Today we're going to review my Panko Carp Bait recipe that I use to catch carp and catfish with, then put it to the test by fishing with it! First off, let's go over the ingredients I used to make this bait.
Old Fashioned Oatmeal
The first step is to simply drain the corn from the can. Next, fill a large bowl with the contents of your oatmeal, and then repeat the same step with 4 cups of panko. From there, remove the entirety of the strawberry Jell-o and place that in the same bowl as the oats and panko. Now place your recently drained corn into the same bowl and mix thoroughly. Make sure to keep that drained corn juice in a separate bowl, and add about half of that remainder into the same bowl as the rest of the ingredients.
After mixing for an extended period of time, you can now add the rest of the corn juice to the same bowl. Again, start mixing until it starts to pack together and add water if the mixture is still too dry. Continue to mix it together until you notice that the pack is just right!
I mash the finished pack bait into some white bread and put the whole jig head in as well, then smush the entire thing together which results in a huge piece of bait. I rip that piece in half to make more reasonably sized bait. The first fish I reeled in with this bait is a common carp! Other fishers in the area started to take notice of my results and how well of a spot this is to take advantage of year-round.
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After getting tangled in someone's bike that was riding along the bayou, it's time to try and catch some carp using bread as bait! I'll be using my classic ned rigwith the bread, which is my go-to technique for grass carp and catfish. After you put it safely through the hook, ball it up until the hook is not exposed whatsoever.
My tactic today will be to throw my line to the other side of the bayou, let it drip down to where the grass carp can be picked up and then have my line float down a little bit farther to the right. We don't want to have the hook exposed at all because it's rolling along the bottom of the stream, but the one downside is getting your line snagged. It can be a little bit stout where it's deeper, as your line can sometimes get stuck in a small concrete crack.
I had a couple of instances where it appeared like a fish was on the line, but the first one to come to fruition was a common carp, which is pretty rare since I'm using bread. After a long fought battle, I reeled in one with some great color on him. It was in a relatively deep area, so it looks like my plan to cast across the bayou and let it float to the right spot definitely paid off.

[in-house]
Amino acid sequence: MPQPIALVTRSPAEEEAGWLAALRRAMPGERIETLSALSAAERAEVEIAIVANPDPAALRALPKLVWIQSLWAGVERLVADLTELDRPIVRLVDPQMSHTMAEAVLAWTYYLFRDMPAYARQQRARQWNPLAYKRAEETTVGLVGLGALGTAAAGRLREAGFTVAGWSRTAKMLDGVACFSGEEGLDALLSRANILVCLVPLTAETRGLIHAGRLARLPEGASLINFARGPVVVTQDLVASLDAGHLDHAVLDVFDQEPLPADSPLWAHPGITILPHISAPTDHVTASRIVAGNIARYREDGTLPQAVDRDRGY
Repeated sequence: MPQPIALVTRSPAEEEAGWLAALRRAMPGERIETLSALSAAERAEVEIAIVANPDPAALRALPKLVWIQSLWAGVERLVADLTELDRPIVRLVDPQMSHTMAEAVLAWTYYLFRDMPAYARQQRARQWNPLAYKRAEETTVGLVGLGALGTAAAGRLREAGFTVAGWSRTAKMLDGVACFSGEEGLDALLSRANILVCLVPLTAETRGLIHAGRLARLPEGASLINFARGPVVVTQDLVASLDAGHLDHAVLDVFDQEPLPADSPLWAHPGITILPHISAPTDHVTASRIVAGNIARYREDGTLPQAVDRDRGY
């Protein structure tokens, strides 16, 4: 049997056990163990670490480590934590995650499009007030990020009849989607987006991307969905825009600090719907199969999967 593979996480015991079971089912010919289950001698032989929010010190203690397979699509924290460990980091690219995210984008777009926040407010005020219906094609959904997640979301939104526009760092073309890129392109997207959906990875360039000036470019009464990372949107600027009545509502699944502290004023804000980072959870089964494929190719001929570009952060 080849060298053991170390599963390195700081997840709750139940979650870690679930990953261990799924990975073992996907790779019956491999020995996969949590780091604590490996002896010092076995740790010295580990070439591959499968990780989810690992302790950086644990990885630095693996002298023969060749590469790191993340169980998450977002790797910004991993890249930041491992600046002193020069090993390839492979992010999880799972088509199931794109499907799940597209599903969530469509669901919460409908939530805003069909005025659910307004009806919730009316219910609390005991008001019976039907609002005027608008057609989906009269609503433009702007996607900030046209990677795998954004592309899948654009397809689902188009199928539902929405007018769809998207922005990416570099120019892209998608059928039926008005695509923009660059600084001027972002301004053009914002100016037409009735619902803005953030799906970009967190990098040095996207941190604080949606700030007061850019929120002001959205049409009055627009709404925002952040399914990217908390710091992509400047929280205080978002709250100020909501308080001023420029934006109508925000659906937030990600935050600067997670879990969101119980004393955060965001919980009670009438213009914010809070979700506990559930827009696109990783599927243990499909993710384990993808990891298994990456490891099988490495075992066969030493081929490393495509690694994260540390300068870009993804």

This was the first time that I caught a carp using only bread in quite some time, but I highly recommend using this method with the ‘ned head' if you want a challenge for yourself.
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Using pack bait for carp is my mission of the day today, and I am extremely focused on accomplishing that goal. I recently caught mybayou slam a couple of days ago, which includes the combination of:
Common Carp (or Grass Carp)
Despite my success with this group of fish, the pack bait I used was not ideal because my bread used was not refrigerated properly. I now have fresh pack bait that I'm using today, so let's see how it works out!
Right off the bat, it looks like there's a ton of mullet, armored catfish, and even some common carp further down from my favorite spot. They definitely tend to hide down in the crack and crevices and root in there for a while. I did bring my bread along with me but plan on using the homemade pack bait I have on hand. I followed the recipe of Jell-O, oats and corn plus a little bit of almond smoke.
The method feeder is my tool for the day, and you need to put a little bit of corn on your hook which makes a bit of a Chum pile for the fish to bite onto. Smash a bit of the pack bait on, but if you don't have a method feeder you can pack around the hook. This bait is bigger than normal so fish may be scared immediately but come back after a little bit. Generally, these fish are aware of predators above like birds, so shadows tend to scare them more than noise does.
After quite a bit of patience, being in the right spot paid off, and I could feel the fish on the line. In a way, the common carp fight a little more like a redfish but are much stronger than the grass carp. I'm using my 8 foot setup today which makes landing these fish a bit of a challenge. In the end I caught a beautiful common carp with great color on him, and it finally paid off after weeks of trying.